• This explanation argues that aggression may be directed onto a target other than the cause of frustration.



Social Learning Explanation

Explain Imitation

and Vicarious Learning + Reinforcement

The main focus of this is that aggression is learned behaviour.

As we encounter new situations we look to others for guidance of how to behave and we copy it. This is called

IMITATION - copying the behaviour of a model

VICARIOUS LEARNING - learning to imitate by observation (e.g. a young child imitating a role model by swearing)

For children there are lots of new situations so they look to adults for how to behave. We can learn just by watching what others are doing.

VICARIOUS REINFORCEMENT- learning from role models being rewarded or punished.

If children see a role model being reinforced for doing something e.g. being aggressive it creates the expectation that they will be reinforced in the same way. E.g. watching a film in which the hero defeats the villain by hitting him. A child might learn from this that hitting people is a successful way of getting what you want. As a result aggressive behaviour has been learned.



Social Learning Explanation

* Modelling


a role model provides an example for a child.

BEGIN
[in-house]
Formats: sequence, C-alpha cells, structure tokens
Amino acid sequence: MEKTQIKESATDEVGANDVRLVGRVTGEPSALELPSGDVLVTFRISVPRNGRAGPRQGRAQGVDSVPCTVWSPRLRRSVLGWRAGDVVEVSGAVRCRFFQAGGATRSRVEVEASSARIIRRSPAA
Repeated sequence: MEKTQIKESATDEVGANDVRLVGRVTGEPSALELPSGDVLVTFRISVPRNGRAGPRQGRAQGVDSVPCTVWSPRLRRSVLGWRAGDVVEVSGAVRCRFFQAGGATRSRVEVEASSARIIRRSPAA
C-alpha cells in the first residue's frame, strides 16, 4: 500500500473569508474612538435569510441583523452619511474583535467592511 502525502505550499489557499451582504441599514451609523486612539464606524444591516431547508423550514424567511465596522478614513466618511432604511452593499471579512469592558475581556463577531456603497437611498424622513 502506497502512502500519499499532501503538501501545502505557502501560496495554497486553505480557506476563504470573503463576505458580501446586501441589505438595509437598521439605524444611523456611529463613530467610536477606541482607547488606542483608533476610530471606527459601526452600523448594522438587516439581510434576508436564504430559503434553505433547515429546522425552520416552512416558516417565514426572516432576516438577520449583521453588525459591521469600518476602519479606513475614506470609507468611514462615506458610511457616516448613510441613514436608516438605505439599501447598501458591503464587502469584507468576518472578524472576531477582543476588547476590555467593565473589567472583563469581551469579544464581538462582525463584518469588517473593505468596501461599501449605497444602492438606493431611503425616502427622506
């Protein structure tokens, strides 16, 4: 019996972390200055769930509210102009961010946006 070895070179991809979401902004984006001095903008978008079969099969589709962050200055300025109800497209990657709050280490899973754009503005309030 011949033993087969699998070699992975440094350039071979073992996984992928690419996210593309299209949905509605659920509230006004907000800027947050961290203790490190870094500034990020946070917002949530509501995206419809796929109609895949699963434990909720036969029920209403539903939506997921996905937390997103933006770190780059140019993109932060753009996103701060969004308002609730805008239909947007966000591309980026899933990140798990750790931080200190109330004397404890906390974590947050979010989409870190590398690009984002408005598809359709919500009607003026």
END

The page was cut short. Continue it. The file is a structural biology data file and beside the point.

Children are more likely to imitate models if they are:

  • similar
  • attractive
  • powerful
  • caring
  • and crucially if they are REINFORCED for doing something (even with negative reinforcement)


* Explain Punishment

Social Learning Theory

PUNISHMENT  - a stimulus that weakens behaviour because it's unpleasant and we try to avoid it

The implication of children copying what they see is that the punishment can actually have the opposite effect. Parents are role models and children copy them.

If a child is hit by their parent they are more likely to hit others. This means that the parent - the role model - is unintentionally teaching the child aggressive behaviour.



* Explain Monitoring

Social Learning Theory

MONITORING  - judging whether our own behaviour is appropriate or not

People monitor their own behaviour all the time

Bandura (1963) also found reinforcement can be internal i.e. Pride or self-praise. We judge our own behaviour. So for example if we feel good about acting aggressively we will do it again